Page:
Clothes for sitting posture to change fashion for wheelchair users
Wheelchair users fed up with clothes designed for able-bodied people could soon benefit from a knitwear range which centres on a sitting posture.
Nottingham Trent University Masters student Sophie Neff created her own brand, Inclusive Knits, to address what she sees as gap in the market, particularly for men.
The 25-year-old – who's studying MA Fashion Knitwear Design at the University's School of Art & Design – created a range which is more practical and comfortable for people who have to sit for the majority of the day, but which are just as wearable when standing.
"Through my research with wheelchair users it was very clear that, like anyone else, they want clothes which are fashionable and practical to wear," said Sophie, originally from Germany.
"But many are dissatisfied with the existing market and don't feel that it really meets their needs. What people want is clothing which is designed with able-bodied and wheelchair users in mind.
"For instance, your posture completely changes if you are sitting down. The back of the trousers get longer and your shoulders move forward. It's also difficult to put a jumper on when you are in a sitting position. And the pattern of your garments completely changes.
"So I've developed a range which works around these problems, but which is just as appealing for able-bodied people who have to sit a lot, perhaps at a desk during the day."
Sophie used kinetic garment construction cutting techniques to create trousers which had no seams or pockets on the backside in order to create a more comfortable experience for the consumer.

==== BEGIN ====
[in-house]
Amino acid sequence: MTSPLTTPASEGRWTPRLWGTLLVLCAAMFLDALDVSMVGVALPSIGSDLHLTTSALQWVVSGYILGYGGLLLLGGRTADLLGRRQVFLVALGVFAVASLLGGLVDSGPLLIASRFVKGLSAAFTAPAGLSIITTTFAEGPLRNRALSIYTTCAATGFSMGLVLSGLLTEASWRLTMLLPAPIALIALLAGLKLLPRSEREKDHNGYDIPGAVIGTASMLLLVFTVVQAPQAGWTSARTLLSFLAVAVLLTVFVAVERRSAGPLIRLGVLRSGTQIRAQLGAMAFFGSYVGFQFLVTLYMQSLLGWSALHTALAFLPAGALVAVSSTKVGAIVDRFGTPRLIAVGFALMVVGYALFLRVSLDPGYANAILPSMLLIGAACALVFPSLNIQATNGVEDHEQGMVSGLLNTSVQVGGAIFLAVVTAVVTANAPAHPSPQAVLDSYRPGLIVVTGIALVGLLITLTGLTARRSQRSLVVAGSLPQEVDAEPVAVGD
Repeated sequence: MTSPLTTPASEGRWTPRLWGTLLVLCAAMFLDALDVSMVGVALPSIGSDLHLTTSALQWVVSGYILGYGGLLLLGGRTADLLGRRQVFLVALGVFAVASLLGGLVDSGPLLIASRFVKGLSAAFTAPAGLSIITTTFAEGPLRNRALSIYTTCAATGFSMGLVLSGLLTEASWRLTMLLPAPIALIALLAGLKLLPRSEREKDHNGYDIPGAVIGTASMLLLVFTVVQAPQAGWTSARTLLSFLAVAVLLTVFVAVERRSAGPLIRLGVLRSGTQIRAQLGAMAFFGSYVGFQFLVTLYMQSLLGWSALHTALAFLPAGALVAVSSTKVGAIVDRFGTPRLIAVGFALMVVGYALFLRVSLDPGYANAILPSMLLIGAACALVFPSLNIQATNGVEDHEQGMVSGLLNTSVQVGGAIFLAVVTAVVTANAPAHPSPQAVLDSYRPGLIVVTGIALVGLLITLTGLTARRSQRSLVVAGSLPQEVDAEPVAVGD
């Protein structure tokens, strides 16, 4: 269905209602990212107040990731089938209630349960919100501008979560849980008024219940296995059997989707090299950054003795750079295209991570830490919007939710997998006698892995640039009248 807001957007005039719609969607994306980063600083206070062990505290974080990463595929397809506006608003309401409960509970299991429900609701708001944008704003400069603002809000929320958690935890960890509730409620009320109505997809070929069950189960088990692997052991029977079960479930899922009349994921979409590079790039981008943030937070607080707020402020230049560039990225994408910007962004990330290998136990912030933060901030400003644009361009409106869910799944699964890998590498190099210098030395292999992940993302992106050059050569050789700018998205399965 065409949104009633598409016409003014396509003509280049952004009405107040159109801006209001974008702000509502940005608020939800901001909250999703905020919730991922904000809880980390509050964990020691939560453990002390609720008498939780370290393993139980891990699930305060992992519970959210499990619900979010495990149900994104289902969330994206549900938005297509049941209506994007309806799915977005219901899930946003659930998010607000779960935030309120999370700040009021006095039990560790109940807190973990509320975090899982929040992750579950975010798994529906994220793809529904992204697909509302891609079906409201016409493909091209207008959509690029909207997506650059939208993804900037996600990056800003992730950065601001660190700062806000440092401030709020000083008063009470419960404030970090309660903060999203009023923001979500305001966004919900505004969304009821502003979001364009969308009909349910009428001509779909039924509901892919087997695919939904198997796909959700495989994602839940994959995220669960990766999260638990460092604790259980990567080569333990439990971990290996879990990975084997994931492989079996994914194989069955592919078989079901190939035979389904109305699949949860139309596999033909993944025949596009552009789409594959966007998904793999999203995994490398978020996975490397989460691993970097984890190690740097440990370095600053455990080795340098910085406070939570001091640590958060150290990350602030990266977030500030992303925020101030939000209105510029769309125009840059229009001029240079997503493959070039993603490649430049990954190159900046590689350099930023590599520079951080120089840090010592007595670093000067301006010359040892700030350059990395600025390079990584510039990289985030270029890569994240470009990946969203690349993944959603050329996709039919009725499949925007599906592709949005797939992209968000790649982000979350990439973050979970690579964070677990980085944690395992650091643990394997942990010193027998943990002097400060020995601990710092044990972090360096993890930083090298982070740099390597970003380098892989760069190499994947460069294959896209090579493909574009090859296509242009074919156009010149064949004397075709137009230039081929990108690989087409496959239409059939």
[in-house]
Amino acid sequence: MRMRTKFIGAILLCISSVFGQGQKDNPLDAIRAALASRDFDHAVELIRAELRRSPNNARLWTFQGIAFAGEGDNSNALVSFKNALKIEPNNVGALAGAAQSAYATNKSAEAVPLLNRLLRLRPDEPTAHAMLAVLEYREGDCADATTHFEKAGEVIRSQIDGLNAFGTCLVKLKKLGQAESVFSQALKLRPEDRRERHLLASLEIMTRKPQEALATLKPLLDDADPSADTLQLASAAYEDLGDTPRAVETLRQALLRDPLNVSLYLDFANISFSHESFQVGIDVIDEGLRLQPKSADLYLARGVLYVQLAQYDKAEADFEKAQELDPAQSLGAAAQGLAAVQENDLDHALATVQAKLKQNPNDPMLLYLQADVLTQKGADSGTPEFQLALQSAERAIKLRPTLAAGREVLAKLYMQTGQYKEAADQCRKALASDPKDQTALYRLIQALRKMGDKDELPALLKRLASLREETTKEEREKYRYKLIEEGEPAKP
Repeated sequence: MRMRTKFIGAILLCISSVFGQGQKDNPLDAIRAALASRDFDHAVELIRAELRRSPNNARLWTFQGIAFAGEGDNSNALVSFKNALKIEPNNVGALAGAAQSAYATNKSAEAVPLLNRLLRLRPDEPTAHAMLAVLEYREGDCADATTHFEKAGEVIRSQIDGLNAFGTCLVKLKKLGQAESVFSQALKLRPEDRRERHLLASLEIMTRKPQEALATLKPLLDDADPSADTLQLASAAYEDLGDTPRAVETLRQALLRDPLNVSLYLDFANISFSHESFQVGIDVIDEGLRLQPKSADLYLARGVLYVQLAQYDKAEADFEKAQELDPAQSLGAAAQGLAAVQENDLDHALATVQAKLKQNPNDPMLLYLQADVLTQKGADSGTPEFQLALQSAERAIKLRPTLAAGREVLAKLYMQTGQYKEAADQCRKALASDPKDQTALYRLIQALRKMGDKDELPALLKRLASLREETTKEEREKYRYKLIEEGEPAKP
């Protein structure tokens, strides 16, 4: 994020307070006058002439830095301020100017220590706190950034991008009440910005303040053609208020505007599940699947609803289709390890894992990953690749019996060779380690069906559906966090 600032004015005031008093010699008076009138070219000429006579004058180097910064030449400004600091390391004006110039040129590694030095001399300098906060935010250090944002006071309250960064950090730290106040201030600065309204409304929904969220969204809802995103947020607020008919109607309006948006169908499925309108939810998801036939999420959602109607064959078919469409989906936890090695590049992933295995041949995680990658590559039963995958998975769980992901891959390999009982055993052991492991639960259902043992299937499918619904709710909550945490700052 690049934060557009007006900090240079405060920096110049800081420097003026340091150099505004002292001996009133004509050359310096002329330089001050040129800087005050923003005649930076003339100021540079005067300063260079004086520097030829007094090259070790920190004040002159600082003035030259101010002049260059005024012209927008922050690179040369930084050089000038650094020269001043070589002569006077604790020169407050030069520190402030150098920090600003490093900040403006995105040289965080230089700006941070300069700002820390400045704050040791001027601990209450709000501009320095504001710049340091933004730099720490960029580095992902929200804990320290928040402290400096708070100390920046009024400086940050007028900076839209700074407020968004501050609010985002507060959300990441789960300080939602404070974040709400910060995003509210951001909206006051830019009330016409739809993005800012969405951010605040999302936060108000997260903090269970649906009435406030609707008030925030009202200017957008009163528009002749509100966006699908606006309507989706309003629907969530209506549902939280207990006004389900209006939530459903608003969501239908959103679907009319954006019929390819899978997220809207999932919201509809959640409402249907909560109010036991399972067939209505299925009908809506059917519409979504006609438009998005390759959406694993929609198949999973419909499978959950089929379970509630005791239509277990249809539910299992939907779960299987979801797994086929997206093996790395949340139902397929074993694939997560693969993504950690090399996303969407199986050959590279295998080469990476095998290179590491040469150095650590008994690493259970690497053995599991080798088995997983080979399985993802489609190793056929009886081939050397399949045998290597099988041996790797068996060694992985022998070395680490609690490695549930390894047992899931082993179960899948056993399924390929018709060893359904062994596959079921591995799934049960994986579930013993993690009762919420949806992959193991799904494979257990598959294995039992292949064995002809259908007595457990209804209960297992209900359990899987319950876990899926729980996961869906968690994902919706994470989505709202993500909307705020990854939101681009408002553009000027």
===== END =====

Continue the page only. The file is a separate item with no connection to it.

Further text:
Most of the clothes are made from New Zealand merino wool, organic cotton and elastic lambswool, which are natural, thermo-regulating fibres that provide a soft tactile quality and add comfort.
Her designs also include:
- trousers constructed for standing and sitting positions by the use of folds and darts in the fabric
- pockets on thighs, rather than at the hip, so they can be easily accessed
- zips in the hem of trousers legs near the ankles so they can be put on and removed easily, particularly while wearing shoes
- zips integrated in the seams of jumpers that are easy to grab and slide
- wider fitting arm and shoulder areas to allow for more movement
- tighter, elasticated cuffs to avoid sleeves snagging on a wheelchair.
Wheelchair user and Nottingham-based music producer Rob Maddison was one of a number of people to help Sophie in her research.
He said: "It was wonderful to meet a designer like Sophie who creates clothes that are easy to wear for wheelchair users but still look totally amazing."
Sophie's designs are on show for Nottingham Trent University's postgraduate art and design exhibition Mastered.
The exhibition – at the University's Bonington building in Shakespeare Street, Nottingham city centre – is open until Wednesday 27 July and features works from diverse disciplines including film practice, photography, puppetry and digital animation, graphic design and more.
Sean Prince, principal lecturer MA Fashion, Textiles and Knitwear Design at Nottingham Trent University, said: "Sophie has taken her personal appreciation for the issues wheelchair users face and used it to rethink how today's clothes are designed.
"Many people who do not use a wheelchair sit down for the majority of the day, but existing clothing designs do little to address this common aspect of modern life.